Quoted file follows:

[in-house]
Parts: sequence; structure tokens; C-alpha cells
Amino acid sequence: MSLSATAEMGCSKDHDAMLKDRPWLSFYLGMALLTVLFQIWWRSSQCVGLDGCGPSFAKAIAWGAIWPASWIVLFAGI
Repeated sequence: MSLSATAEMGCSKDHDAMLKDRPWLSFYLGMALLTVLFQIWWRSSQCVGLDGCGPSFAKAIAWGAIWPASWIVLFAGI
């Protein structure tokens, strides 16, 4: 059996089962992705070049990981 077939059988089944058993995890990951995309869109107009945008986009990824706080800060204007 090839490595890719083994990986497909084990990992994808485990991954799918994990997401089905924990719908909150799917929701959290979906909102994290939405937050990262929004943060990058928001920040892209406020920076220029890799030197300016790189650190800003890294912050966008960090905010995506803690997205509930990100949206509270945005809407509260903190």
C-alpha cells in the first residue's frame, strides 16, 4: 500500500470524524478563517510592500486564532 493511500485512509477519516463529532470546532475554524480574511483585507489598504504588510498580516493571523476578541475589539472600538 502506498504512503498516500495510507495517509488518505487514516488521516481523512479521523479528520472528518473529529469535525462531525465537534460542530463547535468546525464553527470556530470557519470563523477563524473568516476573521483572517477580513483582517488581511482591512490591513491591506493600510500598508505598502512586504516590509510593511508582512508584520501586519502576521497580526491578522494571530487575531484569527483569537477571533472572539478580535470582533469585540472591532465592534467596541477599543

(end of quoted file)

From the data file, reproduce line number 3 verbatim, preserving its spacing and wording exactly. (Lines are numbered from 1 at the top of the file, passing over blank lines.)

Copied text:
Amino acid sequence: MSLSATAEMGCSKDHDAMLKDRPWLSFYLGMALLTVLFQIWWRSSQCVGLDGCGPSFAKAIAWGAIWPASWIVLFAGI